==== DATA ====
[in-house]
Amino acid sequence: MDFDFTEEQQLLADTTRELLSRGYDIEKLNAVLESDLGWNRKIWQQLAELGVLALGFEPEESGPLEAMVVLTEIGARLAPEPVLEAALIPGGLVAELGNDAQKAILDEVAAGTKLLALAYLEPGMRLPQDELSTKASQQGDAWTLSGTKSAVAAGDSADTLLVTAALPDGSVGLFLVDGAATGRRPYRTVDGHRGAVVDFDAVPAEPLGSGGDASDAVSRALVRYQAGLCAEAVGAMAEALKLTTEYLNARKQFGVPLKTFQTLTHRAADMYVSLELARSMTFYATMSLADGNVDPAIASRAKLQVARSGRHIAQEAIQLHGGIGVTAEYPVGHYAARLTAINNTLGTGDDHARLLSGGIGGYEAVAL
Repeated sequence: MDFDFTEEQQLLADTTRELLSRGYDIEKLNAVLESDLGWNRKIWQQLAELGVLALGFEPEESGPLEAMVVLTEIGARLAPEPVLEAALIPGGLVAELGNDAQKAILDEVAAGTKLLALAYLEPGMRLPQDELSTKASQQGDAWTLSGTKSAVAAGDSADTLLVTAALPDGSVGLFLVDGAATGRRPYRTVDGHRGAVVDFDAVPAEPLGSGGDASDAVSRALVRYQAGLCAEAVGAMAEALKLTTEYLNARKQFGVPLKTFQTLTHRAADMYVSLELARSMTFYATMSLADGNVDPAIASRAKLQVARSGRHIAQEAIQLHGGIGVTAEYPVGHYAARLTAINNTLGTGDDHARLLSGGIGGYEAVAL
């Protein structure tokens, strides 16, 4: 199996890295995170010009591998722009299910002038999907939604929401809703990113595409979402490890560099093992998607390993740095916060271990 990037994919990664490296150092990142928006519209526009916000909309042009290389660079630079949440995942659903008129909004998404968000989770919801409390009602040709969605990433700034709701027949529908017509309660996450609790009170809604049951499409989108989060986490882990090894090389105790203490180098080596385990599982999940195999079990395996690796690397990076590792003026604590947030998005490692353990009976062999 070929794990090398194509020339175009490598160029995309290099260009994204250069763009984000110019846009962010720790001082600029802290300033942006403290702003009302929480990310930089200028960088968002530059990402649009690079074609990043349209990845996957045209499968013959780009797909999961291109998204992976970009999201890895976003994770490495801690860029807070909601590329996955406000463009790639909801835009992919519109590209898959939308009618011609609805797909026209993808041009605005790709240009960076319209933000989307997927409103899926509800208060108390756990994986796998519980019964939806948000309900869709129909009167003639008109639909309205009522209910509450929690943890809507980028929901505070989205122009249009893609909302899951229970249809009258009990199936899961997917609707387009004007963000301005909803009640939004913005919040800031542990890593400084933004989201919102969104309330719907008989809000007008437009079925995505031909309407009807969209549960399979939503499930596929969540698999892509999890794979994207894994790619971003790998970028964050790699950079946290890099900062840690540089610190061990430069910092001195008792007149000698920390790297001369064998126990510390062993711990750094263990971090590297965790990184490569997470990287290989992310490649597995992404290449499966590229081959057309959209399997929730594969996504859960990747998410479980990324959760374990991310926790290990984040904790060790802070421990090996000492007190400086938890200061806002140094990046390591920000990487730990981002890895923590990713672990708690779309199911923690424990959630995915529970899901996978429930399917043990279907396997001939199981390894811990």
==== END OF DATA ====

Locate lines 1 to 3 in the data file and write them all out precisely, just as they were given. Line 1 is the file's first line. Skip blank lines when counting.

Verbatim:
[in-house]
Amino acid sequence: MDFDFTEEQQLLADTTRELLSRGYDIEKLNAVLESDLGWNRKIWQQLAELGVLALGFEPEESGPLEAMVVLTEIGARLAPEPVLEAALIPGGLVAELGNDAQKAILDEVAAGTKLLALAYLEPGMRLPQDELSTKASQQGDAWTLSGTKSAVAAGDSADTLLVTAALPDGSVGLFLVDGAATGRRPYRTVDGHRGAVVDFDAVPAEPLGSGGDASDAVSRALVRYQAGLCAEAVGAMAEALKLTTEYLNARKQFGVPLKTFQTLTHRAADMYVSLELARSMTFYATMSLADGNVDPAIASRAKLQVARSGRHIAQEAIQLHGGIGVTAEYPVGHYAARLTAINNTLGTGDDHARLLSGGIGGYEAVAL
Repeated sequence: MDFDFTEEQQLLADTTRELLSRGYDIEKLNAVLESDLGWNRKIWQQLAELGVLALGFEPEESGPLEAMVVLTEIGARLAPEPVLEAALIPGGLVAELGNDAQKAILDEVAAGTKLLALAYLEPGMRLPQDELSTKASQQGDAWTLSGTKSAVAAGDSADTLLVTAALPDGSVGLFLVDGAATGRRPYRTVDGHRGAVVDFDAVPAEPLGSGGDASDAVSRALVRYQAGLCAEAVGAMAEALKLTTEYLNARKQFGVPLKTFQTLTHRAADMYVSLELARSMTFYATMSLADGNVDPAIASRAKLQVARSGRHIAQEAIQLHGGIGVTAEYPVGHYAARLTAINNTLGTGDDHARLLSGGIGGYEAVAL